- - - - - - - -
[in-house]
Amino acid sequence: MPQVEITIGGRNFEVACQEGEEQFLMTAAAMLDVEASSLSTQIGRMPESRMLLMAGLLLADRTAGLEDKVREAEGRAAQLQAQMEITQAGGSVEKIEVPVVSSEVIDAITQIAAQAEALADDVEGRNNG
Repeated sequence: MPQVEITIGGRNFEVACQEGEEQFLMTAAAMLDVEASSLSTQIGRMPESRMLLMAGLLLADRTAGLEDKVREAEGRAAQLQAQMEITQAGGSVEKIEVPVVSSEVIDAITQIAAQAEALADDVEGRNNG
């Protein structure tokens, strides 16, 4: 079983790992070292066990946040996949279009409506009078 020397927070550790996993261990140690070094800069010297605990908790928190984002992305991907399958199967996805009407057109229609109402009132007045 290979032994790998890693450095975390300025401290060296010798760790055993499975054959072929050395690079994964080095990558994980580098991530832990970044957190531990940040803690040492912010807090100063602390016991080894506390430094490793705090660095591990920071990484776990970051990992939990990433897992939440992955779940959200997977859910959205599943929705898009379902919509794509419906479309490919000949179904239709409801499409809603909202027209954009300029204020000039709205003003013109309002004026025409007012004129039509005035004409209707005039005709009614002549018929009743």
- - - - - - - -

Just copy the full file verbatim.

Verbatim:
[in-house]
Amino acid sequence: MPQVEITIGGRNFEVACQEGEEQFLMTAAAMLDVEASSLSTQIGRMPESRMLLMAGLLLADRTAGLEDKVREAEGRAAQLQAQMEITQAGGSVEKIEVPVVSSEVIDAITQIAAQAEALADDVEGRNNG
Repeated sequence: MPQVEITIGGRNFEVACQEGEEQFLMTAAAMLDVEASSLSTQIGRMPESRMLLMAGLLLADRTAGLEDKVREAEGRAAQLQAQMEITQAGGSVEKIEVPVVSSEVIDAITQIAAQAEALADDVEGRNNG
């Protein structure tokens, strides 16, 4: 079983790992070292066990946040996949279009409506009078 020397927070550790996993261990140690070094800069010297605990908790928190984002992305991907399958199967996805009407057109229609109402009132007045 290979032994790998890693450095975390300025401290060296010798760790055993499975054959072929050395690079994964080095990558994980580098991530832990970044957190531990940040803690040492912010807090100063602390016991080894506390430094490793705090660095591990920071990484776990970051990992939990990433897992939440992955779940959200997977859910959205599943929705898009379902919509794509419906479309490919000949179904239709409801499409809603909202027209954009300029204020000039709205003003013109309002004026025409007012004129039509005035004409209707005039005709009614002549018929009743």